Eating Adventures

Dish of the Week: The Little Cricket Burger at the Cherry Cricket

Green chile goodness on the Little Cricket burger.
Green chile goodness on the Little Cricket burger. Mark Antonation
Burgers are big business in Denver, whether they're cooked up by outposts of national chains like Shake Shack, Bad Daddy's Burger Bar and Five Guys, or local favorites Park Burger and Highland Tap & Burger, both of which have expanded in recent years. (The Tap & Burger group will open its third locaition in the Belleview Station development this summer.)

But the godfather of grilling in this city remains the Cherry Cricket, which has been serving no-frills, blue-collar grub in Cherry Creek since 1945, rising to national burger-bar prominence in the 1980s and remaining a lowdown landmark even as the neighborhood around it becomes posher.

click to enlarge The new Cherry Cricket's spacious beer bar. - MARK ANTONATION
The new Cherry Cricket's spacious beer bar.
Mark Antonation
The Cricket had been a solo operation for more than seventy years, so when current owner Breckenridge Wynkoop Holdings announced it would open a second location at 2220 Blake Street in the Ballpark neighborhood (in a onetime Breckenridge Brewery), we wondered if the mojo of the burgers would survive the move. Perhaps the original Cricket burger was so seasoned with nostalgia that, served outside of its legendary digs, it would seem simply pedestrian.

Turns out we didn't need to worry.


Shake Shack's new Green Chile CheddarShack, a regional item only available at the RiNo location that opened in late March, proved a tasty, if odd, combination of local flavors when we tried it a few weeks ago, but it lacked that hit of pure roasted green chile that denizens of the Southwest appreciate. Ten blocks away, though, this new Cherry Cricket gives green chiles the respect they deserve.

click to enlarge The new Cherry Cricket's takeout burger counter. - MARK ANTONATION
The new Cherry Cricket's takeout burger counter.
Mark Antonation
The Cricket Burger itself is a massive, juicy half-pound patty barely contained by its bun; the demure Little Cricket Burger weighs in at a more manageable quarter-pound, a reasonable size and price at lunch: $6.75 for a plain hamburger with lettuce, pickles and tomato. Toppings ring in at a buck each, so our green chile burger with American cheese (what else?) came in at $8.75, compared to Shake Shack's $6.49 for roughly the same setup. (The half-pound Cricket burger with the same toppings comes in closer to Shake Shack's $9.29 double, at $10.50.)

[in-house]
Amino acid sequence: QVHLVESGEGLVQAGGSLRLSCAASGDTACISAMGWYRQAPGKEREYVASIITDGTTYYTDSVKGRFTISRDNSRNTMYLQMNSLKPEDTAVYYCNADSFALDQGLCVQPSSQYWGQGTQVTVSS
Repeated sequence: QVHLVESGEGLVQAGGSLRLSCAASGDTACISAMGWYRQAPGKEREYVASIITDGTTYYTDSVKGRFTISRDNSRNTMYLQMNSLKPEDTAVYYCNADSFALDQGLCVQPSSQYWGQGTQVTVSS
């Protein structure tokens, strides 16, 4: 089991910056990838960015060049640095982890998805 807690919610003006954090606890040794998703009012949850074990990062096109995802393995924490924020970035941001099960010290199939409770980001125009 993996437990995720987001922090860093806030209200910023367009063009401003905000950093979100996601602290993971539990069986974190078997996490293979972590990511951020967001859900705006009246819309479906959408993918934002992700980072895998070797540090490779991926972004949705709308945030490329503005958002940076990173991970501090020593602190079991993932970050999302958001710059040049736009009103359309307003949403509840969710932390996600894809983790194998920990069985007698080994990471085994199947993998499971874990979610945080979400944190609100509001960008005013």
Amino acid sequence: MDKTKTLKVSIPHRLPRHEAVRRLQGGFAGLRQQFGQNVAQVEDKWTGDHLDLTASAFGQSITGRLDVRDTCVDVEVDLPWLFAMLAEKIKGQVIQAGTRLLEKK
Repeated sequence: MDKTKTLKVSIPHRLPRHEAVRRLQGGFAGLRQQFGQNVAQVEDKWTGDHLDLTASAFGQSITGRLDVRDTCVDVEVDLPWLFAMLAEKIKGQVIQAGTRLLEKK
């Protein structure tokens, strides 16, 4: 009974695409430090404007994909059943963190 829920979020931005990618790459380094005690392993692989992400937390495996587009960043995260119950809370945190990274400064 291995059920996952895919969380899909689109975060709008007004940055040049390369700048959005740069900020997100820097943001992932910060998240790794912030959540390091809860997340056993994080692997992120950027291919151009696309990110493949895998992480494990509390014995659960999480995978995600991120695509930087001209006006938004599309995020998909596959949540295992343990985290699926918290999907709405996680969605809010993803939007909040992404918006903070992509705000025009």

The Cherry Cricket does two things right with its burger: It char-grills the patties to add a little extra flavor as the fat drips down and flames lick up at the beef, and it asks what temperature you want the beef cooked to. So our request for medium came out with just the right amount of pink in the middle, making for a juicy, flavorful sandwich — a real trick with a thin, four-ounce patty.

As at the original Cricket, the green chile here comes as a single roasted-and-peeled slab, nearly as big as the patty itself and with a heat level that's as warm as Rocky Mountain springtime sunshine. This is no fast-food burger; it's a sizzling slab of Denver history.

And it's even easier to grab one in the Ballpark neighborhood than it is in Cherry Creek. The new outpost has a takeout counter where you can have a Cricket Burger wrapped to go for for a baseball game at Coors Field, or packaged up as hangover prevention as late as 2:30 a.m. weekdays and 3 a.m. on Fridays and Saturdays.

The new Cherry Cricket is located at 2220 Blake Street and is open from 11 a.m. to 2:30 a.m Sunday through Thursday and 11 a.m. to 3 a.m. Friday and Saturday. Call 303-297-3644 or visit the restaurant's website for more information.

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Mark Antonation is the former Westword Food & Drink Editor. In 2018, he was named Outstanding Media Professional by the Colorado Restaurant Association; he's now with the Colorado Restaurant Foundation.
Contact: Mark Antonation